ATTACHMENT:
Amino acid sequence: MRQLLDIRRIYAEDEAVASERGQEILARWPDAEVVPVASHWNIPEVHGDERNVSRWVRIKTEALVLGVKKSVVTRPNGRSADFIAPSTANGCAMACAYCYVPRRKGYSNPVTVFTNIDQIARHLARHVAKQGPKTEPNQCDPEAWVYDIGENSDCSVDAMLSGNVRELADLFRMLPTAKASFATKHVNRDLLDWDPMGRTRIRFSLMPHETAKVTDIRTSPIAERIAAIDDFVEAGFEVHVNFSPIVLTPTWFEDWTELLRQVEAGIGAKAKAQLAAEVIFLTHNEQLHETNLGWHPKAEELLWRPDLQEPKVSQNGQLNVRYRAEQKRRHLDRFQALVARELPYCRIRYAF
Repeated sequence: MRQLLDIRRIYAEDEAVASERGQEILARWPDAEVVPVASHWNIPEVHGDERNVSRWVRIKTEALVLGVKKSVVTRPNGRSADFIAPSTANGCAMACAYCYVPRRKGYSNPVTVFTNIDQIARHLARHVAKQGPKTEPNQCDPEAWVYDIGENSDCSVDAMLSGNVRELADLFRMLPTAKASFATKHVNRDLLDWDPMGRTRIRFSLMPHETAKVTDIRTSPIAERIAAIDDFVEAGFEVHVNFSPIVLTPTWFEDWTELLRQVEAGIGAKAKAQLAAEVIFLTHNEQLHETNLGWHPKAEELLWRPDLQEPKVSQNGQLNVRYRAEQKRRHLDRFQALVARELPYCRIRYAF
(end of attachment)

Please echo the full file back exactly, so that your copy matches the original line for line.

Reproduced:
Amino acid sequence: MRQLLDIRRIYAEDEAVASERGQEILARWPDAEVVPVASHWNIPEVHGDERNVSRWVRIKTEALVLGVKKSVVTRPNGRSADFIAPSTANGCAMACAYCYVPRRKGYSNPVTVFTNIDQIARHLARHVAKQGPKTEPNQCDPEAWVYDIGENSDCSVDAMLSGNVRELADLFRMLPTAKASFATKHVNRDLLDWDPMGRTRIRFSLMPHETAKVTDIRTSPIAERIAAIDDFVEAGFEVHVNFSPIVLTPTWFEDWTELLRQVEAGIGAKAKAQLAAEVIFLTHNEQLHETNLGWHPKAEELLWRPDLQEPKVSQNGQLNVRYRAEQKRRHLDRFQALVARELPYCRIRYAF
Repeated sequence: MRQLLDIRRIYAEDEAVASERGQEILARWPDAEVVPVASHWNIPEVHGDERNVSRWVRIKTEALVLGVKKSVVTRPNGRSADFIAPSTANGCAMACAYCYVPRRKGYSNPVTVFTNIDQIARHLARHVAKQGPKTEPNQCDPEAWVYDIGENSDCSVDAMLSGNVRELADLFRMLPTAKASFATKHVNRDLLDWDPMGRTRIRFSLMPHETAKVTDIRTSPIAERIAAIDDFVEAGFEVHVNFSPIVLTPTWFEDWTELLRQVEAGIGAKAKAQLAAEVIFLTHNEQLHETNLGWHPKAEELLWRPDLQEPKVSQNGQLNVRYRAEQKRRHLDRFQALVARELPYCRIRYAF